Can You File a Lawsuit After a Car Accident Settlement?

A settlement typically means the end of your car accident claim, but in some rare situations a lawsuit still may be an option.

By , J.D. · University of San Francisco School of Law
Updated by David Goguen, J.D. · University of San Francisco School of Law

Once you reach a car accident injury settlement, that typically signals the end of your case, although there are a few uncommon instances in which your claim can continue in one form or another. In this article, we'll explain:

  • why the settlement and release agreements are such critical documents in a car accident case, and why they're so hard to "set aside" after they're signed
  • your limited post-settlement options, which largely depend on whether there are other potential defendants in your case, and the terms of any settlement/release you've already signed, and
  • why, with respect to each defendant that you settle with, you can almost never file a car accident lawsuit against that same party.

Once You Sign The Release, You Cannot Change Your Mind

If you settle your car accident claim and sign a release of liability, your claim is over, even if you later refuse to accept the settlement money. Even if the case is in the lawsuit phase, the lawsuit is now over.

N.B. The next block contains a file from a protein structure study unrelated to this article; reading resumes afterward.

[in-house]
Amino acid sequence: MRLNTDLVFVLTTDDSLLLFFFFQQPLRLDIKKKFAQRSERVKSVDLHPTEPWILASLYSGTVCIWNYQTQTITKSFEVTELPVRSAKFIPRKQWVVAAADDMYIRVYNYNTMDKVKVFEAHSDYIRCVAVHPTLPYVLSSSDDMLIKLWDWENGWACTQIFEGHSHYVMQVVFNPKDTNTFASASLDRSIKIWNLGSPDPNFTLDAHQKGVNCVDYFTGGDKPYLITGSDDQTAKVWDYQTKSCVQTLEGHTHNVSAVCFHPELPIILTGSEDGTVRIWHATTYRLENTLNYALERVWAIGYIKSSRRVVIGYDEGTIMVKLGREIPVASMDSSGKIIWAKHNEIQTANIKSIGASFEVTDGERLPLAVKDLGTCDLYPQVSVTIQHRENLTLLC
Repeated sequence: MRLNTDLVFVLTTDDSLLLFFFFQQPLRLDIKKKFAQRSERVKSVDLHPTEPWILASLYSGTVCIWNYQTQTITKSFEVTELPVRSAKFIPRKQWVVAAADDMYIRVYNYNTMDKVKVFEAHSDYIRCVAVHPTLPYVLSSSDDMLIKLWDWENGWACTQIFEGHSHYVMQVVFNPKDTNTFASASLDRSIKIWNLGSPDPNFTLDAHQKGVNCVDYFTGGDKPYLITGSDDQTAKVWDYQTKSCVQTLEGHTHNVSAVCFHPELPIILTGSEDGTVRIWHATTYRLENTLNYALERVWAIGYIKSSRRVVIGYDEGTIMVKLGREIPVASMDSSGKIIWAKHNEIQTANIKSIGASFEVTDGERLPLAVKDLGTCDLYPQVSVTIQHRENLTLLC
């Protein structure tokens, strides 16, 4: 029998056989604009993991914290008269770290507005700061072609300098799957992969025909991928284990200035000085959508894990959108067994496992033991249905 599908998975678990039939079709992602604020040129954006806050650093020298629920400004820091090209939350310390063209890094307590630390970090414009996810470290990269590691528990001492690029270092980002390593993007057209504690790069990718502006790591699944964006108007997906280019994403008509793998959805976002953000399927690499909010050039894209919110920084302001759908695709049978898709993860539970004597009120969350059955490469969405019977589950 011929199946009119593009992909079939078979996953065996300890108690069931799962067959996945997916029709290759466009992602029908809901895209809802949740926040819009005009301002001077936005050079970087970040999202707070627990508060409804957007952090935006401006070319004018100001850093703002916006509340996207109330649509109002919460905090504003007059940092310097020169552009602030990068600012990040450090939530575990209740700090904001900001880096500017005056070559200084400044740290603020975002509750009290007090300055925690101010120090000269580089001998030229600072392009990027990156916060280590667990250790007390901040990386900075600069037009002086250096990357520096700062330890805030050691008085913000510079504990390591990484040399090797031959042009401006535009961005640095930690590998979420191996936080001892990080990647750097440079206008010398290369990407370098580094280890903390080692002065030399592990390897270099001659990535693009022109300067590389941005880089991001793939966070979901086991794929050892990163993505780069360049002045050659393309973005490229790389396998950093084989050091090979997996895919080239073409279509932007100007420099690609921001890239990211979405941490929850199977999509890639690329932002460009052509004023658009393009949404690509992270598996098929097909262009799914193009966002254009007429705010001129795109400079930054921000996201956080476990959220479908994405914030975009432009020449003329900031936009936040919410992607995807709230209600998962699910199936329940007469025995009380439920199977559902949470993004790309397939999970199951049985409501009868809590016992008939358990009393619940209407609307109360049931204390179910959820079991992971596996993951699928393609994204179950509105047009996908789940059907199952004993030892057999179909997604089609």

Bottom line: You can never reopen a claim against a defendant that you settled with. If you settled with that defendant before filing a car accident lawsuit, you can never sue that defendant.

You May Be Able to Set Aside the Settlement

Just about the only way that you can reopen a car accident case after you agree to settle it is if you can't agree with the defense attorney or insurer on the terms of the settlement.

Remember that, whenever a plaintiff reaches a personal injury settlement, the plaintiff has to sign a release before the defendant and/or its insurer will pay the settlement proceeds.

Most releases in car accident cases are very straightforward, but, occasionally, the parties have a dispute over the terms of the release. If the dispute is serious enough, the plaintiff or claimant can sometimes, but not always, back out of the settlement. The procedures differ depending on whether the plaintiff settles the case before or after filing suit.

If Your Car Accident Settlement Was Reached Prior to a Lawsuit

If you settle a car accident claim and don't want to sign the release that the insurance adjuster sends you, it's probably time to get a lawyer. You probably won't be able to take the dispute any further on your own. The adjuster will likely never change his/her mind based on what an unrepresented person says.

However, keep in mind that even if you hire a lawyer at this stage, the adjuster still might not renegotiate the release. In that case, you'll have two choices: either sign the release and take the settlement money or file suit and take your chances that a judge will allow you to back out of the settlement or get the release changed.

If You Settle a Car Accident Case That's Already In Court